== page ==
Do you know the meaning of eponymous? Don’t worry — we’ll tell you. Read on to learn everything there is to know about the term eponymous.
As humans, we love to give our names to things. For example, we often name things that we established or founded after ourselves, like how the Myers-Briggs Type Indicator was named after its creators, Katharine Cook Briggs and Isabel Briggs Myers.
In addition, we name things after the people who were involved in their discovery — take Halley’s comet, for instance, which was named after English astronomer Edmund Halley.
These are examples of something that’s eponymous, a word which simply describes someone whose name was given to something. Interested in learning more about the term eponymous? We can help. Read on to discover the definition of eponymous, its origin, synonyms, and more.
What Is the Definition of Eponymous?
The adjective eponymous refers to the place, person, or even thing that something else is named after. Cambridge English Dictionary and many other trusted dictionaries tell us that eponymous can be used to refer to something that is named something else.
Something that can get confusing with eponymous is that it can be used interchangeably with eponym. This is because eponym is the parent noun of eponymous.
To help explain what we mean, let’s discuss what the word eponym means.
An eponym also refers to a person, place, or thing that something is named after. One of the more well-known eponyms is the Achilles Tendon, with its eponym being Achilles. Another commonly known one is Lake Victoria, and its eponym is Queen Victoria.
Fun Fact: Did you know that Amerigo Vespucci is the eponym for “America”?
So, you can see now why eponymous and eponym can be used interchangeably. Simply put, they can both refer to someone whose name was given to something else, or vice versa.
What Is the Etymology of Eponymous?
When we look at a term’s origin (or etymology), we get to see how the word has evolved over time.
The word eponymous had its first documented use in 1833, deriving from the Greek word epōnumos, which in turn came from the word onym or onyma, literally meaning name. The word onyma has lent itself to a myriad of English words, including pseudonym, synonymous, and anonymous.
In the more traditional sense, an eponymous thing may have been more commonly used to refer to a totem or mythical ancestor that was believed to be the source of a clan’s name.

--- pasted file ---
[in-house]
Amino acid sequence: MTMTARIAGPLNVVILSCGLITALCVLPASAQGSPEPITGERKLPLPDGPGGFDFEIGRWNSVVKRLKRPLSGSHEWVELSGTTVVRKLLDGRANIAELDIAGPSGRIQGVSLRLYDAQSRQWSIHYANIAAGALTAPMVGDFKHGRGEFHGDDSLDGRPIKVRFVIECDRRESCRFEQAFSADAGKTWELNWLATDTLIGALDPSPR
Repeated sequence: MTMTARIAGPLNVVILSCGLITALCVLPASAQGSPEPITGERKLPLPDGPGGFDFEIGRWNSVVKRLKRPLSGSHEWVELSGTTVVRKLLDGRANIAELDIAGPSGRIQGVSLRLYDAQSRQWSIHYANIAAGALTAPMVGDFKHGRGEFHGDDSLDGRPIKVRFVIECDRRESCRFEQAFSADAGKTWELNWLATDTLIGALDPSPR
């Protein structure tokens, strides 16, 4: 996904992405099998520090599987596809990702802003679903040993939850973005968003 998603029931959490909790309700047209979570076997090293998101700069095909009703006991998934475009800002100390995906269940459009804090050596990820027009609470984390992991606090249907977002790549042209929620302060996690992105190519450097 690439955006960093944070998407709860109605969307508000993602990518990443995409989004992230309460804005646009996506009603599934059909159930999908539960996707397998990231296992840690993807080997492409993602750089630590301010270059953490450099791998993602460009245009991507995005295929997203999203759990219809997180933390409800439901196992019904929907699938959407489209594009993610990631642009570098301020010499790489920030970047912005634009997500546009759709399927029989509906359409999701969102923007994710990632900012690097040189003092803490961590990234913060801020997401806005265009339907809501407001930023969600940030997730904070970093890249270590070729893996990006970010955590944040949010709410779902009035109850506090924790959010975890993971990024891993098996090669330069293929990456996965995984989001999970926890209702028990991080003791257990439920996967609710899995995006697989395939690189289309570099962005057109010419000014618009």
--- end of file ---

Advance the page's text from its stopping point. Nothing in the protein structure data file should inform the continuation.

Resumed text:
Today’s usage, however, aptly refers to such individuals as the owner of “Maggie’s Restaurant,” referring to a woman named Maggie.
What Are the Synonyms and Antonyms of Eponymous?
There are many words that we can use in place of the adjective eponymous. These words are called synonyms, which are phrases or words that have the same or similar definition as another word.
Not only do synonyms help to avoid repeating ourselves in conversation, but they are also a great way to expand your knowledge of the English language.
Below are example synonyms of eponymous:
- After whom something is named
- Commonly named
- In title only
- Wrongly named
- After which something is named
- In name only
When a word has the opposite meaning of the original word, that word is called an antonym. As was the case with synonyms, learning antonyms is a great way to memorize the definition of a word.
In this case — according to Word Hippo and other trusted thesauruses — the only antonym in the English language for eponymous is anonymous.
How Can Eponymous Be Used in a Sentence?
Now that you have a better understanding of the history, as well as the meaning behind eponymous, let’s review how to properly use it in a sentence. Try using the word eponymous in a sentence today!
Below you will find a few examples of eponymous to help get you started:
I know they had released a few EPs before, but their eponymous album was hands down their greatest album.
Absolutely nothing will ever top the Stooges’ eponymous debut album!
You must be thrilled to not only get out of London and move to Los Angeles, but you also get to be the central character and eponymous heroine in your debut role!
As children, we quickly lost interest in our father’s tales of the eponymous boogeyman.
I think, for me at least, my favorite Johnny Depp movie was his eponymous role in Tim Burton’s classic Edward Scissorhands.
I really prefer to use namesake instead of the word eponymous. For me, it makes the article feel a bit more approachable.
Arguably, one of the most commonly known eponyms has to be Henry Ford and the Ford Motor Company.
I am so excited I was picked as the actor to portray the eponymous character of our next play!
There seems to be some confusion; you see, Robinson Crusoe is the eponymous hero of the book written by Daniel Defoe whereas Prince Hamlet is the eponymous protagonist of the Shakespearian tragedy Hamlet.
Do you know who the eponymous hero will be in your new literary work?
At the end of the day, if something is eponymous, it uses its own name as its title. For instance, most bands like to make the title of their first album eponymous and use the band’s name as the title for the record.